Been there, easier said than done. A true sine wave inverter will run you about $100, not those fake sine wave at $30 or less and the inverter alone would be the size of this whole unit. You’ll need to either use LiFePo4 or a 12-24V inverter because 3S Li-Ion triggers LVP too quickly and 4S might be too high. Independent inverters with high output requires substantial load in order to maintain good efficiency, some can consume up to 30W while idle.

Ended up spending $200 for a 600W true sine wave inverter, in a wheeled toolbox with 125Ah AGM battery, 75V/15A MPPT solar controller for multiple input options, the unit weights about 100 lbs but runs very well and can be used as a UPS indefinitely by using a 350W AC-DC adapter on the input side. I’m going to post a build thread when it’s finished. It’s better than most “diy portable solar generators” out there spec-wise, but if I ever had to do everything again I’d just buy a goal zero yeti lithium instead, much more compact and can be easily transported around. Same applies with this Omni charge, many have attempted DIY power banks with adjustable DC out with little success, let alone 110V and 60W USB-C Power Delivery.

angerdan
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Whats new to this Omnicharge?
http://budgetlightforum.com/node/48954

BlueSwordM
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USB-C PD 2.0 compatibility!

My very own high current Beryllium Copper springs: http://budgetlightforum.com/node/64047
Liitokala Aliexpress Stores Battery Fraud: http://budgetlightforum.com/node/60547

tempo
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I Like the Wireless charging

Boaz
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For $300

 just buy this handy portable charger 

 

 

       καὶ τὸ φῶς ἐν τῇ σκοτίᾳ φαίνει καὶ ἡ σκοτία αὐτὸ οὐ κατέλαβεν

                                  https://www.gty.org/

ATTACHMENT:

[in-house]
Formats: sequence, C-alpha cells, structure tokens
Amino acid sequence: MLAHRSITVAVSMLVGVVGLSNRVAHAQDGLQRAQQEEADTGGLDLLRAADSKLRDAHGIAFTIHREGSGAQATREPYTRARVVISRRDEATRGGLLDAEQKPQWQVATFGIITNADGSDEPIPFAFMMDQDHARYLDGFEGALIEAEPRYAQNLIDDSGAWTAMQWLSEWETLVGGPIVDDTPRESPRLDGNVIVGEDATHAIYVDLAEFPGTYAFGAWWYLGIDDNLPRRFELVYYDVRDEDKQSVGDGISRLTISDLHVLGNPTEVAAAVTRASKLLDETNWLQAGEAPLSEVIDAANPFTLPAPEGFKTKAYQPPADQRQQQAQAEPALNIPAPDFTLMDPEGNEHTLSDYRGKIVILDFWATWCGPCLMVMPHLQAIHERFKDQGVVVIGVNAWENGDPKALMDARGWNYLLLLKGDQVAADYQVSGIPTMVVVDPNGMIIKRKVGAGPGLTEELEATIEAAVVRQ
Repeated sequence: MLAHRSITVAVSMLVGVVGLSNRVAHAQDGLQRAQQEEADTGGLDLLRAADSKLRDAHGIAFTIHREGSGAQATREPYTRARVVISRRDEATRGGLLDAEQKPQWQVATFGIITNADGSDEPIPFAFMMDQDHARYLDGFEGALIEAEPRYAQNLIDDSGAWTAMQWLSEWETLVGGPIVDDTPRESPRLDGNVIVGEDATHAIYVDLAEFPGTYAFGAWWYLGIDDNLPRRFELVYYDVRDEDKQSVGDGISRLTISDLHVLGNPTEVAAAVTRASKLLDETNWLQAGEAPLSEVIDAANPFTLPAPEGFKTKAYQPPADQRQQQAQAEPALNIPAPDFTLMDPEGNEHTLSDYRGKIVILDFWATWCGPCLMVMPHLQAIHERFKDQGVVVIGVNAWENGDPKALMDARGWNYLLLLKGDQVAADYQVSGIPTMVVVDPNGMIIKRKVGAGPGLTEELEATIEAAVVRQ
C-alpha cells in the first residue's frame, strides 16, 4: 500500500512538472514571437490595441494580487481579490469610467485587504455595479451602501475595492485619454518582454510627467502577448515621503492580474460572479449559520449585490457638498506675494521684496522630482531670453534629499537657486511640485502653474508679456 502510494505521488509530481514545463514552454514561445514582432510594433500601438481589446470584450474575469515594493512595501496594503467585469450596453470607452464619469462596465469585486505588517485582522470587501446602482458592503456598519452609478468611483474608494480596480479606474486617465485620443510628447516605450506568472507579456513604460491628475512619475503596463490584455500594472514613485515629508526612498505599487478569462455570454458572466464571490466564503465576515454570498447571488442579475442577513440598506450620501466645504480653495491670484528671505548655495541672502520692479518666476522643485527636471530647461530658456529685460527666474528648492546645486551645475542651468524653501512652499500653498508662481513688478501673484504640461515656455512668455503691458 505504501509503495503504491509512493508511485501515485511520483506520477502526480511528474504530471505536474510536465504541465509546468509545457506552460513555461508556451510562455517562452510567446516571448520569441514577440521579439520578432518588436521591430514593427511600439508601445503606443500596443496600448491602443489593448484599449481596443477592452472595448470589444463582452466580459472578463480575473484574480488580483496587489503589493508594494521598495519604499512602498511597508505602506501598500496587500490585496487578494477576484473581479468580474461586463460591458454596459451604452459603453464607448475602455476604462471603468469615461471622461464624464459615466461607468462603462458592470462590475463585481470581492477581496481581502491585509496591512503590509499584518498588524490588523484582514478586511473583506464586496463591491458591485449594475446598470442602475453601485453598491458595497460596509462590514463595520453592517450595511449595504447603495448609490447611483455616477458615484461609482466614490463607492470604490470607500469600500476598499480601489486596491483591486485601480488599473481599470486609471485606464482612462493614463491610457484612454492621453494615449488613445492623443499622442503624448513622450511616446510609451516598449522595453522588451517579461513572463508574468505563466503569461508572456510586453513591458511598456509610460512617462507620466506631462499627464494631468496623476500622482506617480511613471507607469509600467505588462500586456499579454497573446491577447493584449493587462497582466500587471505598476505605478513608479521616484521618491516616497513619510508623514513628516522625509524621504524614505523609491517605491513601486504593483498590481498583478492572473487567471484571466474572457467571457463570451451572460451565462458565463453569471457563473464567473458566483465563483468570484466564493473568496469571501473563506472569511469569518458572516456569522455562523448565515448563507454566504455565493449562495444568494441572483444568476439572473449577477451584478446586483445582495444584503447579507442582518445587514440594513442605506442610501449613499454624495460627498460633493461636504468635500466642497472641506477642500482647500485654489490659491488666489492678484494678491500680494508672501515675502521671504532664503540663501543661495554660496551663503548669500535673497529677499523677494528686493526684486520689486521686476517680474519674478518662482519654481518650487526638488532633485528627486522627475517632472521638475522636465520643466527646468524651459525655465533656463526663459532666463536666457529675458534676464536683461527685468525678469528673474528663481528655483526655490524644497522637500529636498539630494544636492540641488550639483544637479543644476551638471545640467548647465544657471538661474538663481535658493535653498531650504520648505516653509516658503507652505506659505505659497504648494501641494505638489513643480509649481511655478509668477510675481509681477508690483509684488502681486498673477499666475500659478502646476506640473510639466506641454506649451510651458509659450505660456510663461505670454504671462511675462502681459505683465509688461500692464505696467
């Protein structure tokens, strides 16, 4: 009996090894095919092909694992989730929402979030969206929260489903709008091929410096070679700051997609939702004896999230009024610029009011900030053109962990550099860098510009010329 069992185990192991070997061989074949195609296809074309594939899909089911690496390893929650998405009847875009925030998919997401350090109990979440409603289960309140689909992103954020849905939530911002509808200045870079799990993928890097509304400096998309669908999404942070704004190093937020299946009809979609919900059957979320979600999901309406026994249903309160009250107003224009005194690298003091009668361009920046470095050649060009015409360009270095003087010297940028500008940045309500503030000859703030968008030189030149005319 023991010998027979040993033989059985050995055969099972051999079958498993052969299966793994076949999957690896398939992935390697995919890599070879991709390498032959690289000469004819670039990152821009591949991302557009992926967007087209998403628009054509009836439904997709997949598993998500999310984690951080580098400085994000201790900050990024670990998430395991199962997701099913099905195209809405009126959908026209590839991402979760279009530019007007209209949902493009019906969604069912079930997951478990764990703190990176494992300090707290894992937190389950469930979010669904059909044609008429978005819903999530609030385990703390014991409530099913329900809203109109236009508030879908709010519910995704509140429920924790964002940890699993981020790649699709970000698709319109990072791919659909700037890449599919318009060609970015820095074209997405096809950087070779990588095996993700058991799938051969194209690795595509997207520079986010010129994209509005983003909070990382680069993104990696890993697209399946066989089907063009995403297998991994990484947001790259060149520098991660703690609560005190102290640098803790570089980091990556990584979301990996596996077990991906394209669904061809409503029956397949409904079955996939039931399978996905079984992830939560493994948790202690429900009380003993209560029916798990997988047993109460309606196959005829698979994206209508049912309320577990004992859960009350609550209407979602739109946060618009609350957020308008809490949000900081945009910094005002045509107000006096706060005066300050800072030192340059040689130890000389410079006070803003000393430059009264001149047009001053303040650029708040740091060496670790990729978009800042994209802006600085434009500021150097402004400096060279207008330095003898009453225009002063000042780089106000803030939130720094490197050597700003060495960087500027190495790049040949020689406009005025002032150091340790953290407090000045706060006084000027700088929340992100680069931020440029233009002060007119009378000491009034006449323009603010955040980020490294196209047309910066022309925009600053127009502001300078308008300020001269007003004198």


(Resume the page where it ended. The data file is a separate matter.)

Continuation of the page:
Still selling diffuser film  >…  http://budgetlightforum.com/node/42208

Phlogiston
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+1 for self-propelled chargers Smile

will34 wrote:
[DIY portable solar generator]

I’m going to post a build thread when it’s finished.

Cool!

RobertB
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Put two wheelchair batteries in an ammo can, couple of usb ports and call it a day. Under 100 bucks.

BlueSwordM
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Ah!

This is where you guys are half right, half wrong.

You can make a higher capacity battery pack for cheaper.

However, it uses lead acid cells, which you can only drain down to 50% SOC before losing a lot of cycle life, while you can drain down a lithium ion battery pack down to 10% SOC and have even better cycle life than a 50% SOC lead acid.

Second, his design only has USB A ports, not USB-C ports which can receive and output 60W of power.

3. It does not feature a pure sinewave inverter.

4. It’s much lighter.

My very own high current Beryllium Copper springs: http://budgetlightforum.com/node/64047
Liitokala Aliexpress Stores Battery Fraud: http://budgetlightforum.com/node/60547

RobertB
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I really don’t care about usb-c… or a built-in battery powered inverter. I’m strong enough to lift 5lbs. Had single one of these wheelchair batteries running my kids Gator (electric car) for several years before they outgrew it.. It would run for hours and hours before needing a recharge with a Deltran battery tender.

The only use I found for an inverter was to run my wood stove fan during a power outage in the winter. Have 3 deep cycle marine batteries, and each one runs the fan for 20hrs. All this stuff is still less than $600.

maukka
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The campaign is now live at Indiegogo.

will34
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Backed the Omni ultimate with protective case and spare battery.